Skip to main content

Distinguishing reality from fantasy in adults with autism spectrum disorder: Evidence from eye movements and reading

Ferguson, Heather J., Black, J., Williams, David M. (2019) Distinguishing reality from fantasy in adults with autism spectrum disorder: Evidence from eye movements and reading. Journal of Memory and Language, 106 . pp. 95-107. ISSN 0749-596X. (doi:10.1016/j.jml.2019.03.001) (KAR id:72839)

PDF Author's Accepted Manuscript
Language: English


Download (826kB) Preview
[thumbnail of CountASD_ET2_FINAL_030319.pdf]
Preview
This file may not be suitable for users of assistive technology.
Request an accessible format
Official URL
https://doi.org/10.1016/j.jml.2019.03.001

Abstract

Understanding fictional events requires one to distinguish reality from fantasy, and thus engages high-level processes including executive functions and imagination, both of which are impaired in autism spectrum disorder (ASD). We examined how adults with and without ASD make sense of reality-violating fantasy narratives by testing real-time understanding of counterfactuals. Participants were eye-tracked as they read narratives that depicted novel counterfactual scenarios that violate reality (e.g. “If margarine contained detergent, Mum could use margarine in her washing/baking”, Experiment 1), or counterfactual versions of known fictional worlds (e.g. “If Harry Potter had lost all his magic powers, he would use his broom to sweep/fly”, Experiment 2). Results revealed anomaly detection effects in the early moments of processing (immediately in Experiment 1, and from the post-critical region in Experiment 2), which were not modulated by group. We discuss these findings in relation to the constraints from real-world and fantasy contexts that compete to influence language comprehension, and identify a dissociation between ToM impairments and counterfactual processing abilities.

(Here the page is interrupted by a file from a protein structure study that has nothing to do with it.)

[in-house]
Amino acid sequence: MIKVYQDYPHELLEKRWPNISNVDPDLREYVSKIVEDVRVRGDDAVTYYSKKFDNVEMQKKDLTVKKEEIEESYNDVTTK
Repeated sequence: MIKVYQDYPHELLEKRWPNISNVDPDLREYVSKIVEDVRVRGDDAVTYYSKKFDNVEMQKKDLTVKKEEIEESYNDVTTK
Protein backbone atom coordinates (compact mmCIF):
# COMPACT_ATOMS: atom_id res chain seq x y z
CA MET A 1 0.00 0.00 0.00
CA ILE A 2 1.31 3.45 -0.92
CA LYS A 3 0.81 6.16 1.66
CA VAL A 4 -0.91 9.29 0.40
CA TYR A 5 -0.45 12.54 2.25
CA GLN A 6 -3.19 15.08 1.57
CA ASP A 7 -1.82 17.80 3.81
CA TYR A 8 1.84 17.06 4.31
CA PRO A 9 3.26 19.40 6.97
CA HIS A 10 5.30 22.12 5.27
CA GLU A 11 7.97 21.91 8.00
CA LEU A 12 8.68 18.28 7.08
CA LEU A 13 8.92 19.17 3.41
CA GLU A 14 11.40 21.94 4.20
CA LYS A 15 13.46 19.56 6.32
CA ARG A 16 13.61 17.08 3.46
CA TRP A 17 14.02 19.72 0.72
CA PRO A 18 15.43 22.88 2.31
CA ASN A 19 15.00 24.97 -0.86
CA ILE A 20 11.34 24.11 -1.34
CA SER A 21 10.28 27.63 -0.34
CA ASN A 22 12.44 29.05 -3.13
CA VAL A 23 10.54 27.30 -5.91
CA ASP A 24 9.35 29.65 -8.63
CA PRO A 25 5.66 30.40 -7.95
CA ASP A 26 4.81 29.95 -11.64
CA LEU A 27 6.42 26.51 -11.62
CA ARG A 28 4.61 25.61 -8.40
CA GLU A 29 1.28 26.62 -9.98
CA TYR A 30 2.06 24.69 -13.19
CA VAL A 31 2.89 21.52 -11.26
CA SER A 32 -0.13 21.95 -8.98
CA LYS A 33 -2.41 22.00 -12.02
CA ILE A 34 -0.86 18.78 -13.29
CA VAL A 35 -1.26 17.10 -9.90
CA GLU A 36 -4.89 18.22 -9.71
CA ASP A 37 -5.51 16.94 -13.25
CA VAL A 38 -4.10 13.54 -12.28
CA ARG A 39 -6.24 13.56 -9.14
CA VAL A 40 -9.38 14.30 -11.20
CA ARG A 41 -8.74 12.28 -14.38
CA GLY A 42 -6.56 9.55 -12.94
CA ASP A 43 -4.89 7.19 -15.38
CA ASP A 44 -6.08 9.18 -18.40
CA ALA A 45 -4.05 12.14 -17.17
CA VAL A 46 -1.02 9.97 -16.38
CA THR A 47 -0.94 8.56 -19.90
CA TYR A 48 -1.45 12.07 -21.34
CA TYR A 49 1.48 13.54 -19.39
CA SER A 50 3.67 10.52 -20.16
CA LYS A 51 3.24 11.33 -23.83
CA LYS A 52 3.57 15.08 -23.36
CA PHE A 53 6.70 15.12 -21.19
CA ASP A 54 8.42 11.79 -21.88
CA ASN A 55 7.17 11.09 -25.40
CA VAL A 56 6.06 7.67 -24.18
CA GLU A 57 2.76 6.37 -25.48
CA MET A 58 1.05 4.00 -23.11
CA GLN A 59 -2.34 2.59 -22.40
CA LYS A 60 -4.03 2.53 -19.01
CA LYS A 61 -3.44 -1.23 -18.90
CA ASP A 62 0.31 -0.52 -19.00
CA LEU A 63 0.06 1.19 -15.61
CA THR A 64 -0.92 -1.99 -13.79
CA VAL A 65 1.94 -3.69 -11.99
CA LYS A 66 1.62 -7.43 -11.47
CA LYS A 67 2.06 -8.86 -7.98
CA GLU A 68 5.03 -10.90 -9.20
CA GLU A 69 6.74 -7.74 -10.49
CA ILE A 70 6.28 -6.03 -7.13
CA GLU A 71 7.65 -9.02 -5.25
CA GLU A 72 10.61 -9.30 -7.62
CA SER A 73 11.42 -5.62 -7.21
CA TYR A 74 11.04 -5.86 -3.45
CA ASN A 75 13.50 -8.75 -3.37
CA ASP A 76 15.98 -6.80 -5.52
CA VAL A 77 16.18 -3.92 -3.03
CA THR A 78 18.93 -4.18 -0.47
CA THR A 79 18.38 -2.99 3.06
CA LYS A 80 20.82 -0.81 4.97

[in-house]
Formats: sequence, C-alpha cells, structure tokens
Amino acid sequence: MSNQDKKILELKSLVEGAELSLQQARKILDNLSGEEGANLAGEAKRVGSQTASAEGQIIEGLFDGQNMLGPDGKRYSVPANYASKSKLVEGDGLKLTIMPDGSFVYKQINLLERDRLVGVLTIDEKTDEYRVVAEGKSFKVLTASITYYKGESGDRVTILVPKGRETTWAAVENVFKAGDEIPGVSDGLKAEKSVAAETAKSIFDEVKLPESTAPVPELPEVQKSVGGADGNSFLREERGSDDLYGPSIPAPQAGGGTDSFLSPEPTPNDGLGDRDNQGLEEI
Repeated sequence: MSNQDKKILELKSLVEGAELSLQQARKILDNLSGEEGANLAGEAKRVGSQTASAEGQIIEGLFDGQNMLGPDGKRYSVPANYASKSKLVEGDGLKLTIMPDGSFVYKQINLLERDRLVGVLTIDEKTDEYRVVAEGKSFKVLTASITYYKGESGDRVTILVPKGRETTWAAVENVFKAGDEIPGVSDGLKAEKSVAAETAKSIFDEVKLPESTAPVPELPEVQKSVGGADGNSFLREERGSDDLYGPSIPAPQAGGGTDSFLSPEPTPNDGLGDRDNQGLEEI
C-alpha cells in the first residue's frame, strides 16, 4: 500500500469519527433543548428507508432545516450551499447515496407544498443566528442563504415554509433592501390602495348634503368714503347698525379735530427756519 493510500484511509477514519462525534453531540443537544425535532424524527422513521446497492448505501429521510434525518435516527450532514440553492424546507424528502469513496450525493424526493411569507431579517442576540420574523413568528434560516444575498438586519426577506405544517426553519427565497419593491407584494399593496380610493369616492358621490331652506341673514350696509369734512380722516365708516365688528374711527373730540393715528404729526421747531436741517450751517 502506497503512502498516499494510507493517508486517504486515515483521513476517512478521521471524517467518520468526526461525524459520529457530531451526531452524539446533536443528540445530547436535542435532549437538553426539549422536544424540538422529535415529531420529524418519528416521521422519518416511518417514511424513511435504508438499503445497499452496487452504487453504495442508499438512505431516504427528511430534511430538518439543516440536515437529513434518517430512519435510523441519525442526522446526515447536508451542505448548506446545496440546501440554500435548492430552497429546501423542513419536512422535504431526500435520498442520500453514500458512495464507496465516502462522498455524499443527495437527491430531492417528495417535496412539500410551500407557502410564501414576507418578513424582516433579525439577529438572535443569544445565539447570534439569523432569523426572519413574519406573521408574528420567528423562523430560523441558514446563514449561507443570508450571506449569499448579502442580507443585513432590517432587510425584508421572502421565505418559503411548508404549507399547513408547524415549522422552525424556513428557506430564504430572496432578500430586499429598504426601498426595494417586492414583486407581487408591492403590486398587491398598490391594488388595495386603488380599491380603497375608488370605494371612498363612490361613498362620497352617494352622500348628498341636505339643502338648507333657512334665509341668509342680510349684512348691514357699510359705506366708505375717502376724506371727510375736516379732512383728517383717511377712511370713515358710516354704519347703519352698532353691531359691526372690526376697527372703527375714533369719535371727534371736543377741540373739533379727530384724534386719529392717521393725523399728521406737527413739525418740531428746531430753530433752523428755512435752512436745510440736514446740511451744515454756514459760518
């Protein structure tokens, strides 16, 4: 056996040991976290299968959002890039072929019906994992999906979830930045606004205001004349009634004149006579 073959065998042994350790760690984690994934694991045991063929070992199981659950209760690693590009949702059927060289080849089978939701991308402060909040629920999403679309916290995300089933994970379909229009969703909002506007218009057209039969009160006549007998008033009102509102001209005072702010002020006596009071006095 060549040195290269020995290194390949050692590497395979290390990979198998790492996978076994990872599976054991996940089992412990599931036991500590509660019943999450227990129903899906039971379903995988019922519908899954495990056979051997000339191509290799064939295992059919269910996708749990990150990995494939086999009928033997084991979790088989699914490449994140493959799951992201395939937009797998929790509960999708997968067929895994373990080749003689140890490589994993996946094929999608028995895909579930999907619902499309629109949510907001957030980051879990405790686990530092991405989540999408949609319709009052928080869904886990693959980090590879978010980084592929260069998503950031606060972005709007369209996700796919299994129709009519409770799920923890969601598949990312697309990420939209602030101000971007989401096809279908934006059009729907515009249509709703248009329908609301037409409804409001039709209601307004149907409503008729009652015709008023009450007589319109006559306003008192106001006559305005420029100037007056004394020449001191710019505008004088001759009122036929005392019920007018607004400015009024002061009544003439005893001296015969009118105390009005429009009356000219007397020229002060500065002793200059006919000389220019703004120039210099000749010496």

Item Type: Article
DOI/Identification number: 10.1016/j.jml.2019.03.001
Uncontrolled keywords: Fictional narratives, counterfactual thinking, autism, eye-tracking, reading, anomaly detection
Subjects: B Philosophy. Psychology. Religion > BF Psychology
Divisions: Divisions > Division of Human and Social Sciences > School of Psychology
Depositing User: Heather Ferguson
Date Deposited: 03 Mar 2019 20:07 UTC
Last Modified: 16 Feb 2021 14:03 UTC
Resource URI: https://kar.kent.ac.uk/id/eprint/72839 (The current URI for this page, for reference purposes)
Ferguson, Heather J.: https://orcid.org/0000-0002-1575-4820
Williams, David M.: https://orcid.org/0000-0002-2973-7677
  • Depositors only (login required):

Downloads

Downloads per month over past year